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Composition Exercises: some thoughts

Last week I got to some chatting about the difference composition exercises might make between classical Greek students and Koine/Seminary students’ learning outcomes. Here I share some thoughts on composition exercises.

 

If you look in most traditional textbooks for classical languages, exercises typically focus on translation. The bulk of exercises involve translation of sentences from a target language into a native language. Then, depending on the style of textbook, and the pedigree of the pedagogy, they might include some native to target language exercises.

 

Sitting on my desk right now is Mastronarde, who has both directions, I know Duff does, and if I dug up a few more, we would find that they do to. Some textbooks don’t have them, notably I have Mahoney’s First Greek Course which focuses more on reading, writing, and composition, than translation per se. Decker’s Reading Koine Greek doesn’t bother with it at all. I suspect that textbook wise, classical Greek textbooks tend more towards ‘translation as practice’ than Koine textbooks have.

1. Translation is only a minimal learning experience.

That is, the actual practice of tranlsation doesn’t provide much in the way of meaningful input for the student. It only asks them to perform transformations using the knowledge they already have. It is skills-practice not learning-input. Furthermore, the main learning that goes on is looking up and checking words and forms. Which isn’t negligible, but it’s not significant.

I suspect if we dug a bit more into the history of composition exercises, we would find that they emerged at a time when Latin education was under pressure from German philology, and speaking Latin was going into decline, but there was still as sense that students should learn some ‘practical, active’ Latin, and that the solution was to teach them to ‘compose’.

2. ‘Composition’ exercises are not really composition.

To be fair, all those volumes that are called composition very rarely involve composition. They are almost entirely translation, starting at the short sentence level and working up to connected paragraphs. I also happen to have a folder on my computer that is pdf scans of a range of Greek and Latin composition books. Only the most advanced go on to paragraph length texts and discuss matters of style and expression. So let’s not delude ourselves that students are doing composition when really they are learning the reverse of overly-literal translation skills, simply reversing the direction of the languages.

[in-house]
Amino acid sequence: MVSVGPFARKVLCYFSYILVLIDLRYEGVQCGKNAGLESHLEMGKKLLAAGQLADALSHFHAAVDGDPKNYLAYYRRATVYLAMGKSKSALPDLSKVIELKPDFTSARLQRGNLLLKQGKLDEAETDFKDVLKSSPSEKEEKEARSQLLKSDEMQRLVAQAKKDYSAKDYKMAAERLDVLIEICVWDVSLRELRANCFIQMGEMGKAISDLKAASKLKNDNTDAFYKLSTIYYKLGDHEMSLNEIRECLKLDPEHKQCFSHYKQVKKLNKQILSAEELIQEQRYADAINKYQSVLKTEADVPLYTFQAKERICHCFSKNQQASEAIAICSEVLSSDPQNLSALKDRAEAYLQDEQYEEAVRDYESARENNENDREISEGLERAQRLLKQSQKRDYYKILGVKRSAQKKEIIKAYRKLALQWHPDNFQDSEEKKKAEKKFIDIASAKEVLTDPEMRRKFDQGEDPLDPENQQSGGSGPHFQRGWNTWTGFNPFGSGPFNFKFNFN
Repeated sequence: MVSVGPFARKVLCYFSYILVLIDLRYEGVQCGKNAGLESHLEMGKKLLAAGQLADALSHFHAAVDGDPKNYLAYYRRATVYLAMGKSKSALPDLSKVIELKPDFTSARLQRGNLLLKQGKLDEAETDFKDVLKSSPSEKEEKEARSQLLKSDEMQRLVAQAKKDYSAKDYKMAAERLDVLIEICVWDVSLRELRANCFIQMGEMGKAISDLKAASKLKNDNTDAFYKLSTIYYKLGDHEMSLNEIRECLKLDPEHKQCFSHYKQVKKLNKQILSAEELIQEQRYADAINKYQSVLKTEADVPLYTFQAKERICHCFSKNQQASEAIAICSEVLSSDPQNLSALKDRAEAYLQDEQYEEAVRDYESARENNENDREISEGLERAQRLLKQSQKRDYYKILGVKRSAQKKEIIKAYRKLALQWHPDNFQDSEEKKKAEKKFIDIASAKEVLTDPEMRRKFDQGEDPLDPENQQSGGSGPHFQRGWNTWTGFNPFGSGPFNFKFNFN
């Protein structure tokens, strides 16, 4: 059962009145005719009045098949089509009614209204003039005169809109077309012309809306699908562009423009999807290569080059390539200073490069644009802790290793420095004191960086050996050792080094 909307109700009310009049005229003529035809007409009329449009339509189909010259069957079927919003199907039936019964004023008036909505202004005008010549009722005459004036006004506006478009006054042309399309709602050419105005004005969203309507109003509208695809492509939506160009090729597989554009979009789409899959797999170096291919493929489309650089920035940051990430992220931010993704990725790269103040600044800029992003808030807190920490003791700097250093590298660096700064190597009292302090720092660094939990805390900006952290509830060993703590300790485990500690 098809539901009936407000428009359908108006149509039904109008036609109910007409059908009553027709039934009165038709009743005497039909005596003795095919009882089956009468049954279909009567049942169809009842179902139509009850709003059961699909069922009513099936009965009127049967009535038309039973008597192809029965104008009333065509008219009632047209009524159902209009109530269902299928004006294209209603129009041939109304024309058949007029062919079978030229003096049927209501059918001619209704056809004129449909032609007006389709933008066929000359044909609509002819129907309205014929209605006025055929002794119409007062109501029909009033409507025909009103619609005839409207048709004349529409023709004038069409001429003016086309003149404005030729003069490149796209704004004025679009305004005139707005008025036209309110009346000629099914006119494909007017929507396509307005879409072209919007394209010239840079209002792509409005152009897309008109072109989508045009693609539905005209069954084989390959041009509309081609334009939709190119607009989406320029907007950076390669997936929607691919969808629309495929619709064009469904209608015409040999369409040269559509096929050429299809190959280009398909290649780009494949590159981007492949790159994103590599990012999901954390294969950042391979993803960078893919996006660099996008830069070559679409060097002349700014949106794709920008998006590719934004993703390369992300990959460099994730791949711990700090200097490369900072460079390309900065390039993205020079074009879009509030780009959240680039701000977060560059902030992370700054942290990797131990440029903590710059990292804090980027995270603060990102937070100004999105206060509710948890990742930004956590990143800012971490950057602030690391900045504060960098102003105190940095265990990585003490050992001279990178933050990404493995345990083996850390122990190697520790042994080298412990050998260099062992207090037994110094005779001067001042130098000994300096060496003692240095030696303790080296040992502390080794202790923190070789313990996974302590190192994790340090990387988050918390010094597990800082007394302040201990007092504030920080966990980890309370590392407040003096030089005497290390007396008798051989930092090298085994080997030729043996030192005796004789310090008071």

3. Even minimally helpful things are helpful.

However, let’s keep in mind that even if composition isn’t that great, because it doesn’t provide much in the way of genuine comprehensible input, it does provide some valuable things: practice in using the language, testing of one’s knowledge, and reinforcement of forms. Especially where other forms of this kind of articulatory practice are absent (oral conversation, for instance, or target-language-only written communications), translation exercises are of benefit to students.

4. Translation is a high-level skill, not a low-level one.

I have to confess, I use translation in teaching students far more than I am happy with. Why? Because it’s a very easy and non-intense way to test whether comprehension of a target-language text has taken place. To do so by other means requires more creativity, more set-up, and more effort. But that doesn’t mean that it’s a good way.

If you forget classical languages for a moment and think about languages that you know actively, communicatively (assuming you know any), you’ll know that translation is actually a very difficult skill to do well, orally or written. It requires a solid grasp of both languages, idioms, culture, field-of-reference, and moving between the two. We are all familiar with the fact that translation is tricky! (and treasonous). So let’s not pretend that translation is actually an entry-level skill for language learning. It’s a high-order skill that demands a lot of language before it can be truly effective.

 

What’s the answer? I don’t think composition is bad. But I do think it’s inferior. I think there are better options for what composition exercises do. Those better options are: question and answer in the target language, target language comprehension questions, target language composition (without translation), and so on. But they require more set-up, more from the teacher, and more from the student.

How to get there? If you’re already working in a text-based, translation-oriented set-up, the first step I recommend is to get down some basic grammatical vocabulary and questions and begin to introduce them one by one. For example, quo casu? is probably one of my most used questions for Latin students. It’s the first step towards discussing the grammar of the text in the language of the text.

 


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